Copenhagen, February 21 – 22
In recent years the cultural implications of globalization have become a topic of increased discussion. In spite of differing standpoints and emphases, there is a general agreement that the cultural landscape has shifted. A new set of concepts, metaphors and spatial models have been assigned the task of describing this shift, e.g. networks, navigation, interdisciplinarity, hybridity, transnationality, world literature, etc. In this development, the map plays a peculiar role. On the one hand, the map has become a ubiquitous tool of everyday life and one of the preferred representational models for a multitude of phenomena. On the other hand, it would seem that a host of associations that accompany the traditional conception of the map (the nation state, analogue materiality, mimesis, atemporality etc.) seems ill fitted to accurately represent and conceptualize the changes in the make-up of contemporary culture.
This seminar asks its participants to consider which innovative cartographies and mapping practices would be useful to represent cultural phenomena in a globalized world. Do we need to rethink maps, mapping and representation as such in order to grasp new and more complex objects? What would such new maps look like and how does one do the mapping? And what political, epistemological, aesthetic, or digital aspects of mapping are particularly relevant to globalized cultural phenomena. Conversely, what historical cultural objects appear if, from our current vantage point, we rethink the map? And does the very concept of globalization appear in a new light, if we think cartographically about the past?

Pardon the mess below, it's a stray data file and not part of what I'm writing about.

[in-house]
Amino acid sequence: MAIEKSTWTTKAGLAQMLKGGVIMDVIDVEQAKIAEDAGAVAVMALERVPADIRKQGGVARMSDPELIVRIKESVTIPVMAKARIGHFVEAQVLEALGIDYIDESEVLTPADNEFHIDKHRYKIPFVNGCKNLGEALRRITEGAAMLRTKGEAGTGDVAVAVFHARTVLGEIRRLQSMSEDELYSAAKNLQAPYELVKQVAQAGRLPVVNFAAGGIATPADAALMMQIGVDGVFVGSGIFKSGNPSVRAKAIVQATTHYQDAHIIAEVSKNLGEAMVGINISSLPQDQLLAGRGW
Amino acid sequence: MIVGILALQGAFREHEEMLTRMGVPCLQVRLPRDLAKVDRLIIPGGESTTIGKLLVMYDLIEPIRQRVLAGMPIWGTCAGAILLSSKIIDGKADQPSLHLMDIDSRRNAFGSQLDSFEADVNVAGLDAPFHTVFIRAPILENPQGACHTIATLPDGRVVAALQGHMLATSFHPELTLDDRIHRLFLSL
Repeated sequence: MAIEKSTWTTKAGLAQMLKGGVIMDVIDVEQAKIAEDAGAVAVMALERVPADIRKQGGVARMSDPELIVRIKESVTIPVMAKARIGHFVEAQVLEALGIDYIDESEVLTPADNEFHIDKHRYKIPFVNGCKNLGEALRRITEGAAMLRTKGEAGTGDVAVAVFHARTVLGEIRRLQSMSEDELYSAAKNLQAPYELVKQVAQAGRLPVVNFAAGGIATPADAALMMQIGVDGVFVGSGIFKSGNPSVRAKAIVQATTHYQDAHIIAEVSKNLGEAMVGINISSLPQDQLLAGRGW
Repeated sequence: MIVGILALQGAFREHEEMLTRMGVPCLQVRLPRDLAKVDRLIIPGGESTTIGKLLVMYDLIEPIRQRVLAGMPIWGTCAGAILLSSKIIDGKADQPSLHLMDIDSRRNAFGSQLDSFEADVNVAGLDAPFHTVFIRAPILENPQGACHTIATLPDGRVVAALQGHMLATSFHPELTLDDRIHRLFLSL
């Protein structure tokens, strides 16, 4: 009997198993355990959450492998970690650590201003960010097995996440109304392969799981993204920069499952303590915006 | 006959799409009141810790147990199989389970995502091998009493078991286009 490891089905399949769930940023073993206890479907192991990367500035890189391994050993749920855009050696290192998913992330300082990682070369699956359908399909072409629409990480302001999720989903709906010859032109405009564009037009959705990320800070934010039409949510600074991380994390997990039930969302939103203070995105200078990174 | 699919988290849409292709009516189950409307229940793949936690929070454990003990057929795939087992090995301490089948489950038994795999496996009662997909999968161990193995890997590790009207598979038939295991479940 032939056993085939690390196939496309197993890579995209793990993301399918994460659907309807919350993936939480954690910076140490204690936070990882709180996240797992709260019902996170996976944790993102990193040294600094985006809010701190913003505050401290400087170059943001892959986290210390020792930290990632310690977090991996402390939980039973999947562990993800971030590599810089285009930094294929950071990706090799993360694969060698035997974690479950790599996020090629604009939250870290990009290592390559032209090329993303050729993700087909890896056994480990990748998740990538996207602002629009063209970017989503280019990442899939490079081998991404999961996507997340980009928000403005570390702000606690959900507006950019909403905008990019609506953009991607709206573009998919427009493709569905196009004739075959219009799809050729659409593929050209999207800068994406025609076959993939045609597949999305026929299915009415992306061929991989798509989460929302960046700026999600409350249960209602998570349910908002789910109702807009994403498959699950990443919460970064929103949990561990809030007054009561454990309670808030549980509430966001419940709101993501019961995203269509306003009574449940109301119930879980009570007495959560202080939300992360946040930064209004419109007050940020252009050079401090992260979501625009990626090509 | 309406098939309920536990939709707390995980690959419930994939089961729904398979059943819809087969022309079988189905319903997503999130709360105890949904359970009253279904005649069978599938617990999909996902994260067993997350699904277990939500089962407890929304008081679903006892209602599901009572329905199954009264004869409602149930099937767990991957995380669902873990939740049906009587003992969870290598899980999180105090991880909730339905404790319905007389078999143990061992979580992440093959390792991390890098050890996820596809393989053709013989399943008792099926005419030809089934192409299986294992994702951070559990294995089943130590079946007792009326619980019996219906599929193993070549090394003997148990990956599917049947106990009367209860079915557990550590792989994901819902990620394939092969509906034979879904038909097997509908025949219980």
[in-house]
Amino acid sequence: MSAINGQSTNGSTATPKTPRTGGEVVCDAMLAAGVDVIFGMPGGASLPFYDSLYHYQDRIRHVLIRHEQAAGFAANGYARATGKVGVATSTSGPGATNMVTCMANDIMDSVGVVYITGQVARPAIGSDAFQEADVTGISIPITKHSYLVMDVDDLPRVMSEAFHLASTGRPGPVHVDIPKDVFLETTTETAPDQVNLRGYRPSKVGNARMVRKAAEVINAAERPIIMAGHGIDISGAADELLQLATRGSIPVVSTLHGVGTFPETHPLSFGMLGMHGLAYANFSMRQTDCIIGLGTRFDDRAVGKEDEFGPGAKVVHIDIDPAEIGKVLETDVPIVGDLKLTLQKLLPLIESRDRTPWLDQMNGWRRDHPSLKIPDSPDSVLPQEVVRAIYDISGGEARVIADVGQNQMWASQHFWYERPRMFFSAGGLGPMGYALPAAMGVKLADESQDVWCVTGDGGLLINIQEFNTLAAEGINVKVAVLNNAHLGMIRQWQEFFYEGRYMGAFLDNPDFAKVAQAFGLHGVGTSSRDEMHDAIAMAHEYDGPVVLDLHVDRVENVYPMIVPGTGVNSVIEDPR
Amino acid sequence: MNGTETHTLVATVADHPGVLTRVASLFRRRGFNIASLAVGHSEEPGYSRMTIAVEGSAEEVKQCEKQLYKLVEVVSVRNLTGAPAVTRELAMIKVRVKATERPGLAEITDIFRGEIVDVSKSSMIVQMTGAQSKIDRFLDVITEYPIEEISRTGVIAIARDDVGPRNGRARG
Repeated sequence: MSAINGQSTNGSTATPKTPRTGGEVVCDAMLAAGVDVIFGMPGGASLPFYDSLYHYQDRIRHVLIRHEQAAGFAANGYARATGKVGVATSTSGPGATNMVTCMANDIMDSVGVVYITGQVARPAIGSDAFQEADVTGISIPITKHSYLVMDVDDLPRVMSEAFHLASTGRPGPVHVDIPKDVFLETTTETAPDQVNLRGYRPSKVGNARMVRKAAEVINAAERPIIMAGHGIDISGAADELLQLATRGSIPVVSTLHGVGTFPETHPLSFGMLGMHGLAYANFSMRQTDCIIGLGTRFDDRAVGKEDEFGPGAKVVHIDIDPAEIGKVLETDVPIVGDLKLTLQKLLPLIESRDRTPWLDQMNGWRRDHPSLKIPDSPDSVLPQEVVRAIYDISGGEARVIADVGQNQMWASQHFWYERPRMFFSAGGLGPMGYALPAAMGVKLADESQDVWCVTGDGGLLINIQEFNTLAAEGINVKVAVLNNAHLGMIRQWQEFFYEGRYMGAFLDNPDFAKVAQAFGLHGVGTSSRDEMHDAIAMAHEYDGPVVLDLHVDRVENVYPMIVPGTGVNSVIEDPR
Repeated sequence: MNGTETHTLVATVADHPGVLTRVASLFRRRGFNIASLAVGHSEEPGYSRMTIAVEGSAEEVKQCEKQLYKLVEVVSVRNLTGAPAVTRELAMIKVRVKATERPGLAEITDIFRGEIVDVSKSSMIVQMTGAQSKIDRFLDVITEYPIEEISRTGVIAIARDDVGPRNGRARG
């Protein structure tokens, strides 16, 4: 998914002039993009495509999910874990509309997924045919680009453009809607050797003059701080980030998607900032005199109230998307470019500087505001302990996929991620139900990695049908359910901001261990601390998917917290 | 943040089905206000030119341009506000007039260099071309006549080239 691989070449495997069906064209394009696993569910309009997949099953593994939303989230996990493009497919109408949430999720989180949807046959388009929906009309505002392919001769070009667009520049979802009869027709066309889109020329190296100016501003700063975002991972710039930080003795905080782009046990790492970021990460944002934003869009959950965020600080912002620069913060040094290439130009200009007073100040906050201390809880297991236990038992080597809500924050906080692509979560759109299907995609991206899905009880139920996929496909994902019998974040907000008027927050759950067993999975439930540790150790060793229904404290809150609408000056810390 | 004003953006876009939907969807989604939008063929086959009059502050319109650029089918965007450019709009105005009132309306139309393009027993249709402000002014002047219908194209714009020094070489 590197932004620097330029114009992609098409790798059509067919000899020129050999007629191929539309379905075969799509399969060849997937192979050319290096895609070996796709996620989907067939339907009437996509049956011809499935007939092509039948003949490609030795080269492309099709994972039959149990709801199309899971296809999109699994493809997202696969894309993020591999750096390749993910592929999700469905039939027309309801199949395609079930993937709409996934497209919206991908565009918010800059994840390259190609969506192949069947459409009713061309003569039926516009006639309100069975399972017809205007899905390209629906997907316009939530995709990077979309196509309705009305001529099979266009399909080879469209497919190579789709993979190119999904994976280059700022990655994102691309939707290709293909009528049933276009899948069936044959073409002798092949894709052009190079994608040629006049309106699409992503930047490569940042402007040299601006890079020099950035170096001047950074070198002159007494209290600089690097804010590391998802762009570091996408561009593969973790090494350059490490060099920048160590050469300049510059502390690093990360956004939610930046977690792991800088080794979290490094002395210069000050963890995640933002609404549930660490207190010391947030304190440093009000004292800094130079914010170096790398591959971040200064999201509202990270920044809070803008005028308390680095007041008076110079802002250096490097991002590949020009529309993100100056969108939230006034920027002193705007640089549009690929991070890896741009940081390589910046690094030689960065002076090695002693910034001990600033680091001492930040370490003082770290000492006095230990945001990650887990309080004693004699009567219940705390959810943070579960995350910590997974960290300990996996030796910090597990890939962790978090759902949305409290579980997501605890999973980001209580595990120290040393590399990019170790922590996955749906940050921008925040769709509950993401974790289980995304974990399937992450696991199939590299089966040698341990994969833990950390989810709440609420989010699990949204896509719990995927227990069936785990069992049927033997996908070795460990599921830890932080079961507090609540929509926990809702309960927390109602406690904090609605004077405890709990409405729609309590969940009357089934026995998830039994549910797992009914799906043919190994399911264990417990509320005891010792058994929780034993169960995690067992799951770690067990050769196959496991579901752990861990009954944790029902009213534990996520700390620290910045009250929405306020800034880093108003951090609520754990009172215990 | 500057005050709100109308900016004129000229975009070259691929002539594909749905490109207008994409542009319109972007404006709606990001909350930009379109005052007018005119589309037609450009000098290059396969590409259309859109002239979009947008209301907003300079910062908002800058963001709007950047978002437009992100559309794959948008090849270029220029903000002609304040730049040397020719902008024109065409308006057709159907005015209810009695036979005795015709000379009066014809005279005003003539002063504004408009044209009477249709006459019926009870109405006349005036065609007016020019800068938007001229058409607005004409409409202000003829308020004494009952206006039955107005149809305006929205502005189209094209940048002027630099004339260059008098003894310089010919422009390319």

The arts, in particular, would seem to be a fruitful source for an investigation of innovative cartographic practices. If we regard the map not merely as a template for the organization, comprehension and management of space, but also as a template that has been transformed and transcended by novels, paintings, and films, which new spatial models appear in the arts? How, to quote Austin, have the arts done things with maps? Or, which alternative mapping practices have perhaps been overshadowed by the emblem of spatial representations: the topographical map?
The seminar will combine lectures, presentations from participants and text workshops. When registering, please include a title and a 2-300 words abstract of a 20 mn. paper presentation.
ECTS credits: 3 (with paper) / 1,5 (without paper)
Registration here - deadline is January 25
For further information, please contact
Frederik Tygstrup (email@example.com)
Anders Engberg-Pedersen (firstname.lastname@example.org)
In Germany:Robert Stockhammer (email@example.com)